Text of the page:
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Sustainable Development in Mexican Forests. Why should we care? Benefits –alternative economic/livelihoods strategy to migration to cities, Maquiladoras,

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Presentation on theme: "Sustainable Development in Mexican Forests. Why should we care? Benefits –alternative economic/livelihoods strategy to migration to cities, Maquiladoras,"— Presentation transcript:

1 Sustainable Development in Mexican Forests

2 Why should we care? Benefits –alternative economic/livelihoods strategy to migration to cities, Maquiladoras, or US –Supports the ecological benefits of forest Mexico’s situation is unique and worthy of a deeper exploration as a case study example for other Latin American and developing countries. Incipient and endangered by state and international economic policies –forest development has not yet assuaged poverty or environmental conservation

3 Wood Products Exports and Imports Imports: $2,034,272,000 Exports: $185,851,008

4 Historical background Spanish conquest: dispossession of land 19 th C: liberalism: more dispossession Porfiriato: intensified dispossession Mexican Revolution: primary cause was land distribution

5 Cardenas: Three trends Land redistribution to peasants –18 million hectares (45 million acres)—800,000 recipients –(b) Ejido share of cultivated land: 15% in 1930  47% by 1940 –(c) Forest lands: 1.5 % in 1930  18% in 1940 Land reform did not touch holdings of foreign and national logging companies –“rentismo” Miguel de Quevedo: professionalized conservation END RESULT: Nobody followed it, but evasion was worse than managed development

6 ISI Forestry and ‘Productionism ” : Concessions to big integrated forestry firms Inequalities breed rural unrest Two simultaneous policies –Land distribution expanded. –“Productionism” in the end: Neither environmental nor social objectives achieved

7 The Rise of Community Forestry As early as 1960: supporters envision production with conservation “sustainable development” –Gov’t development projects experiment –Quintana Roo Late 1970’s: Concessions set to expire: communities organize regionally to exert pressure on de la Madrid “we will no longer permit our natural resources to be wasted, since they are the patrimony of our children” 1986 forestry law:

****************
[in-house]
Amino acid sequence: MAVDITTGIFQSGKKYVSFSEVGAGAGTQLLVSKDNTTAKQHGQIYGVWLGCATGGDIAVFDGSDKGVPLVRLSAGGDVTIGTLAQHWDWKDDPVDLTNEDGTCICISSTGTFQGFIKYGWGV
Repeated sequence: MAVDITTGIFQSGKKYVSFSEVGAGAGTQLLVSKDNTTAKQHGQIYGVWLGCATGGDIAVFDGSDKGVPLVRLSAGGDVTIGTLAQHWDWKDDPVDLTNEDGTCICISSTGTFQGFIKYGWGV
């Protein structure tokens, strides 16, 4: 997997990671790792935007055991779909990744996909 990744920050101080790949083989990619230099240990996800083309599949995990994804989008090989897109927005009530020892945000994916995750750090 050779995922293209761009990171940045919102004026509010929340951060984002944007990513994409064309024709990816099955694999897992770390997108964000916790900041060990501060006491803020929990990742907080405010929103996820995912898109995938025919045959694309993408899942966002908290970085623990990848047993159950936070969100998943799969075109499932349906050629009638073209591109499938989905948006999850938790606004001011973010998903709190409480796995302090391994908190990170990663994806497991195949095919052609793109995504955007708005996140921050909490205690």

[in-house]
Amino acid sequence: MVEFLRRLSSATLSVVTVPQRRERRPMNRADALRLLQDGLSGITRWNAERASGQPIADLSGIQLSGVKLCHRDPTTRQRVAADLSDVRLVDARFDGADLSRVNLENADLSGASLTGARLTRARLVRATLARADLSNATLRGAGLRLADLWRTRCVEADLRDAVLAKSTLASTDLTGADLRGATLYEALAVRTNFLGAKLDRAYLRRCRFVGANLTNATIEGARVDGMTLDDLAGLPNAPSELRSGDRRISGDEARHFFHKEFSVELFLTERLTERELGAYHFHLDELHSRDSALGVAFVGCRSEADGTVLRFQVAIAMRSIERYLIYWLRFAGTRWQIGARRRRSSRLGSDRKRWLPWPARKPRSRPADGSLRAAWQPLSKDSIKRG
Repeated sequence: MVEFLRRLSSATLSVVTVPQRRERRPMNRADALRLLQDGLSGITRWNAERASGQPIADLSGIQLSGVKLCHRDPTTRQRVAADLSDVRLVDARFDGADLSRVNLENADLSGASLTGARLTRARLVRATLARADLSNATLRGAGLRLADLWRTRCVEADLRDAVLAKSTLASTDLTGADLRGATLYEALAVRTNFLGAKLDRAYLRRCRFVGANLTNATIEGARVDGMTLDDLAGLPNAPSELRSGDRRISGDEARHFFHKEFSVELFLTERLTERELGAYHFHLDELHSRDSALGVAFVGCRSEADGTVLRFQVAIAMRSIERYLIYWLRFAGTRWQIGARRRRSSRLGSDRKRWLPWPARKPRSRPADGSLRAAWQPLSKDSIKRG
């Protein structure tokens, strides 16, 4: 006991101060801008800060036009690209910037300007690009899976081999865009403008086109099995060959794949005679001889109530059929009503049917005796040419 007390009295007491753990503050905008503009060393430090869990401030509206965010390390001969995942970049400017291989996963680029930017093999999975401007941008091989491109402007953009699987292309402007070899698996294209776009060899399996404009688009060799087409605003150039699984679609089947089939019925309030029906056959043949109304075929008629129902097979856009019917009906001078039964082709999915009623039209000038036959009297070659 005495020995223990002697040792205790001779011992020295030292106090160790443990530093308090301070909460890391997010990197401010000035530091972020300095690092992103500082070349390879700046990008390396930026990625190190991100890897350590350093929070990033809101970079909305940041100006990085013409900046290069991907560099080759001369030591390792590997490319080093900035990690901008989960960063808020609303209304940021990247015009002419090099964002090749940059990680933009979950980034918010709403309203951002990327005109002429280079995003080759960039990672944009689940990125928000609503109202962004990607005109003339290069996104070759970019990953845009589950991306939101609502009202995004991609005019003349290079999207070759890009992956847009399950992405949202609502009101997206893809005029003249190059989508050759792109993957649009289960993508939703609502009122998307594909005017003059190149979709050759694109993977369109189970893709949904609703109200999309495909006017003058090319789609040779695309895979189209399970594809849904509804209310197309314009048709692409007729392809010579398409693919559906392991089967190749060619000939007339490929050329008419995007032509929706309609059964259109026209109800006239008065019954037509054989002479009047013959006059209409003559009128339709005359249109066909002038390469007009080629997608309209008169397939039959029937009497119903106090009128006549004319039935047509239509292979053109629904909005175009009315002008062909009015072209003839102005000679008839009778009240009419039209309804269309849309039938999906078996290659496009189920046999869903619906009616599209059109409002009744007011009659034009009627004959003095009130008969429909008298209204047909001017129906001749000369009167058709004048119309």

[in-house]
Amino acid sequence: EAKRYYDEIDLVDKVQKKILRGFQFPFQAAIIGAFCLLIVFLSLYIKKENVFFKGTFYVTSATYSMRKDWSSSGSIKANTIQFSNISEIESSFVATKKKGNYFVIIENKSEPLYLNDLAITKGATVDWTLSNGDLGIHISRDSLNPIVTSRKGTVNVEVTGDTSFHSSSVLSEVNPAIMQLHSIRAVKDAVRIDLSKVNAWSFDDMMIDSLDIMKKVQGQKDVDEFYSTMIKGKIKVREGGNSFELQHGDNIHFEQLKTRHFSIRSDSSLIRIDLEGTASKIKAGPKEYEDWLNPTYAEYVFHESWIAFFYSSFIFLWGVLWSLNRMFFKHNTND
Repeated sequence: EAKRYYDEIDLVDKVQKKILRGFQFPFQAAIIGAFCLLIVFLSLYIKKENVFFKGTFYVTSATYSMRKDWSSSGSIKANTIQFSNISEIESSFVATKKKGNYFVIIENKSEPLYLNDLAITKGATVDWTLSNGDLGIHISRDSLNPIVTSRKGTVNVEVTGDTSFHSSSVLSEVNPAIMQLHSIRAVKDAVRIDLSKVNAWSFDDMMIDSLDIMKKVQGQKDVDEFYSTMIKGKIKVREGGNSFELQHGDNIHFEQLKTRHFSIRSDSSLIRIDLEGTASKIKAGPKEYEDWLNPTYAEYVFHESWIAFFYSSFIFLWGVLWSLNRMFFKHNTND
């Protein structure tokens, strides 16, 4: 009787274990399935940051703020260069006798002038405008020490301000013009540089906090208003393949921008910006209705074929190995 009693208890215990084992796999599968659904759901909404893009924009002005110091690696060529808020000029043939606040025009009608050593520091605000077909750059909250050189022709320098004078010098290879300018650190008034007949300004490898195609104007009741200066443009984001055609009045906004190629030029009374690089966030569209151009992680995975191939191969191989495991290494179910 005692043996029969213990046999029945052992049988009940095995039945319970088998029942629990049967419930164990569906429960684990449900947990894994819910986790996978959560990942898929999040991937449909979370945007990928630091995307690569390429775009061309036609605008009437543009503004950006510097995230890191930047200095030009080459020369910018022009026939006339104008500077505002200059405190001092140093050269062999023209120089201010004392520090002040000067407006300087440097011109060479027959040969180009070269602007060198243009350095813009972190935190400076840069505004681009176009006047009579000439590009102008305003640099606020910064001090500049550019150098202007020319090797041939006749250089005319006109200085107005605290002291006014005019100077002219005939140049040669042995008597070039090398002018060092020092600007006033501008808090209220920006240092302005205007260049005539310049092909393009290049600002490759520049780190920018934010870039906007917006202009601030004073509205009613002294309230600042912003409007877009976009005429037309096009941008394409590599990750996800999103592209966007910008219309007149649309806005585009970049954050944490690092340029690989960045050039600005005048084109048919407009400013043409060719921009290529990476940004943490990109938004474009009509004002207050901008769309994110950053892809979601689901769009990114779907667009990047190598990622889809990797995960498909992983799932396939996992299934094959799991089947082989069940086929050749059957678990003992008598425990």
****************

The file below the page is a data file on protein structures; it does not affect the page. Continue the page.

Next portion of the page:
8 Percent of Timber from Community Managed Forests Commercia l Timber Milled Timber Na Na Source: Klooster. 2003

9 Social and Environmental impacts of forest management Michoacan community: logging, sawmill, furniture factory Oaxaca: 95 communities Quintana Roo Benefits not limited to exceptionally well managed communities

10 Community Forestry under Neoliberal Reforms: Context: Much success, but a long way to go with the need for public support 1992 Forestry Act: modifications to Article 27: devolution of control to the communities but neglect of support Plantation policy: Inequality and stagnation

11 Response to Neoliberalism Unprecedented debate during early 1990’s movement of social reformers into gov. forestry growing vulnerability of PRI Zapatistas? 1997 Forestry Plan –PRODEFOR

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15 Mexican Forests, 2003 Forest Ownership in Mexico Ejidos and Comm. Agrarias ( ) 70-80% Small Properties, hectares 15-20% Protected Areas/Parks5-10%

16 Fox Administration Comisión Nacional Forestal –2x funding for commercial plantations Neoliberalism favors TNCs, not forest owning villages Issues: protection of Monarch butterfly breeding grounds


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